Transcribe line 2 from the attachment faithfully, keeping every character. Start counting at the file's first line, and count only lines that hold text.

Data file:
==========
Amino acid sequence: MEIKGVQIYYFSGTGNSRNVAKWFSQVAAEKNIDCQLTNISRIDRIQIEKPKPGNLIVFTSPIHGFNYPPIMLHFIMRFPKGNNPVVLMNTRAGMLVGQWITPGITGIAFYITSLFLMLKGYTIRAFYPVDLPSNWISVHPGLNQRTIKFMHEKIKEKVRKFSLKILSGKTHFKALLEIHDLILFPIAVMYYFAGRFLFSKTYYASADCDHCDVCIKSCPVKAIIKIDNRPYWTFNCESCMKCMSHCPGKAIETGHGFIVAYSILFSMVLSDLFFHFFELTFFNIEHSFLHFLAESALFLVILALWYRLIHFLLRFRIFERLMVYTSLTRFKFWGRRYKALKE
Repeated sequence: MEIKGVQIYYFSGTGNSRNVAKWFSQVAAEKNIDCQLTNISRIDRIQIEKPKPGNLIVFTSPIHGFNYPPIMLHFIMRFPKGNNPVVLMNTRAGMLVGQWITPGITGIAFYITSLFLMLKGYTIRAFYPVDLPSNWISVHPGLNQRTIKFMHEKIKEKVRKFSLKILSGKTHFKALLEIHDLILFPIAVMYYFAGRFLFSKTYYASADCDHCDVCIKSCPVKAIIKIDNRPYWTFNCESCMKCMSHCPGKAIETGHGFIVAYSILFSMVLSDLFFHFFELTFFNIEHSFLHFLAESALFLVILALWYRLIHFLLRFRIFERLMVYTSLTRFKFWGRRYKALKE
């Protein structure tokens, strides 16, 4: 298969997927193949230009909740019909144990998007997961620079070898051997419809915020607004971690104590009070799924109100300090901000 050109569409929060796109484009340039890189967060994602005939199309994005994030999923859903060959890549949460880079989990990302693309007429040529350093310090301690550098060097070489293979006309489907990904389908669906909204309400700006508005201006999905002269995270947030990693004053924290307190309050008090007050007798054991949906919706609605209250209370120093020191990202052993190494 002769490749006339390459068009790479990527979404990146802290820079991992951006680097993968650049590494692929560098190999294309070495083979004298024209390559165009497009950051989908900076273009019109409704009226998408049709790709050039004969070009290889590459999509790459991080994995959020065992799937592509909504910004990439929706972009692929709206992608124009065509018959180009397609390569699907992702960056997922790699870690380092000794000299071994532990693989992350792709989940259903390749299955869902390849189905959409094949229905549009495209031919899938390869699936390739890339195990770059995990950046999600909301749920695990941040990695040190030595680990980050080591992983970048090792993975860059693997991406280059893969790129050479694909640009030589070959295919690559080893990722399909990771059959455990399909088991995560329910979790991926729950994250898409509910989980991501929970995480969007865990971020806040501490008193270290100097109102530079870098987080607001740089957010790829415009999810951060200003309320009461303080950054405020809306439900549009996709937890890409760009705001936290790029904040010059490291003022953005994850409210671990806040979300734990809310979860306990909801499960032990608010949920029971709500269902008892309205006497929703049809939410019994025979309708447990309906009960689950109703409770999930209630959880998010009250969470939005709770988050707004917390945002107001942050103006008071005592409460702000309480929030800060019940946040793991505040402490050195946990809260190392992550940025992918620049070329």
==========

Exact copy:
Repeated sequence: MEIKGVQIYYFSGTGNSRNVAKWFSQVAAEKNIDCQLTNISRIDRIQIEKPKPGNLIVFTSPIHGFNYPPIMLHFIMRFPKGNNPVVLMNTRAGMLVGQWITPGITGIAFYITSLFLMLKGYTIRAFYPVDLPSNWISVHPGLNQRTIKFMHEKIKEKVRKFSLKILSGKTHFKALLEIHDLILFPIAVMYYFAGRFLFSKTYYASADCDHCDVCIKSCPVKAIIKIDNRPYWTFNCESCMKCMSHCPGKAIETGHGFIVAYSILFSMVLSDLFFHFFELTFFNIEHSFLHFLAESALFLVILALWYRLIHFLLRFRIFERLMVYTSLTRFKFWGRRYKALKE